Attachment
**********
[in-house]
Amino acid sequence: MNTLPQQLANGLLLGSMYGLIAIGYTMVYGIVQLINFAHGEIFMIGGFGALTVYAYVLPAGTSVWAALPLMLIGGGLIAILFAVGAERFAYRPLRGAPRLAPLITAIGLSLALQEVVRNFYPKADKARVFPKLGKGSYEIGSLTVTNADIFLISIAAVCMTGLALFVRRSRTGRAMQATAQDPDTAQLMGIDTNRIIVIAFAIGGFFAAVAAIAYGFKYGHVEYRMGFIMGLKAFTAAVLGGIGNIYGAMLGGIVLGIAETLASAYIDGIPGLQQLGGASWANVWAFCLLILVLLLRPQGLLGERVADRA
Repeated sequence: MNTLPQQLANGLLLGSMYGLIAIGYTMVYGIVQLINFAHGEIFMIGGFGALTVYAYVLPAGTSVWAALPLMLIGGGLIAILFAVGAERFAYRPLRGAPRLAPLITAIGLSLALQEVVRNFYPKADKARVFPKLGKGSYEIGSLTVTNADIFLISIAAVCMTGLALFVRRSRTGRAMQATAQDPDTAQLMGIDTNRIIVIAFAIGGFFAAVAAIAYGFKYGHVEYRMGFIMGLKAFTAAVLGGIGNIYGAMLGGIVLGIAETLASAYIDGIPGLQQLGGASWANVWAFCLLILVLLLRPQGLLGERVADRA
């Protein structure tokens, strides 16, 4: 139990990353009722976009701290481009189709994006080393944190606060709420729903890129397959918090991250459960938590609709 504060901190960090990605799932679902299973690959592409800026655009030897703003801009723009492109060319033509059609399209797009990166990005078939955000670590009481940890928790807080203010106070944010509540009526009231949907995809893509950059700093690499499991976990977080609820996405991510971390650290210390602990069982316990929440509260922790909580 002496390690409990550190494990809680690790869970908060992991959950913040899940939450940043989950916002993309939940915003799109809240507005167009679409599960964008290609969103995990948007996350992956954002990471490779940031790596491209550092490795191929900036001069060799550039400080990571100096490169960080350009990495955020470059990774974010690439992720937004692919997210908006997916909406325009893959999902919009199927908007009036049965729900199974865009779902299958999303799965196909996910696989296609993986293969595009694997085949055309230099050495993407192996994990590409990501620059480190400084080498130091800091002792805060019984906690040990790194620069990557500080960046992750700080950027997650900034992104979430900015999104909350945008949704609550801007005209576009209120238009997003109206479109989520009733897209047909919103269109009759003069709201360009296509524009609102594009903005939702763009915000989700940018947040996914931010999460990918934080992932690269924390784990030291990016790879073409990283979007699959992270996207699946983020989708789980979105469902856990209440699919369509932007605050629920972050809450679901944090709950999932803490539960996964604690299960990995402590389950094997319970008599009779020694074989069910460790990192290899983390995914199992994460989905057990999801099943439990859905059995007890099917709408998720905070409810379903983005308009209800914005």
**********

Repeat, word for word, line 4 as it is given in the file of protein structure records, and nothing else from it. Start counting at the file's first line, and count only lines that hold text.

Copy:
């Protein structure tokens, strides 16, 4: 139990990353009722976009701290481009189709994006080393944190606060709420729903890129397959918090991250459960938590609709 504060901190960090990605799932679902299973690959592409800026655009030897703003801009723009492109060319033509059609399209797009990166990005078939955000670590009481940890928790807080203010106070944010509540009526009231949907995809893509950059700093690499499991976990977080609820996405991510971390650290210390602990069982316990929440509260922790909580 002496390690409990550190494990809680690790869970908060992991959950913040899940939450940043989950916002993309939940915003799109809240507005167009679409599960964008290609969103995990948007996350992956954002990471490779940031790596491209550092490795191929900036001069060799550039400080990571100096490169960080350009990495955020470059990774974010690439992720937004692919997210908006997916909406325009893959999902919009199927908007009036049965729900199974865009779902299958999303799965196909996910696989296609993986293969595009694997085949055309230099050495993407192996994990590409990501620059480190400084080498130091800091002792805060019984906690040990790194620069990557500080960046992750700080950027997650900034992104979430900015999104909350945008949704609550801007005209576009209120238009997003109206479109989520009733897209047909919103269109009759003069709201360009296509524009609102594009903005939702763009915000989700940018947040996914931010999460990918934080992932690269924390784990030291990016790879073409990283979007699959992270996207699946983020989708789980979105469902856990209440699919369509932007605050629920972050809450679901944090709950999932803490539960996964604690299960990995402590389950094997319970008599009779020694074989069910460790990192290899983390995914199992994460989905057990999801099943439990859905059995007890099917709408998720905070409810379903983005308009209800914005």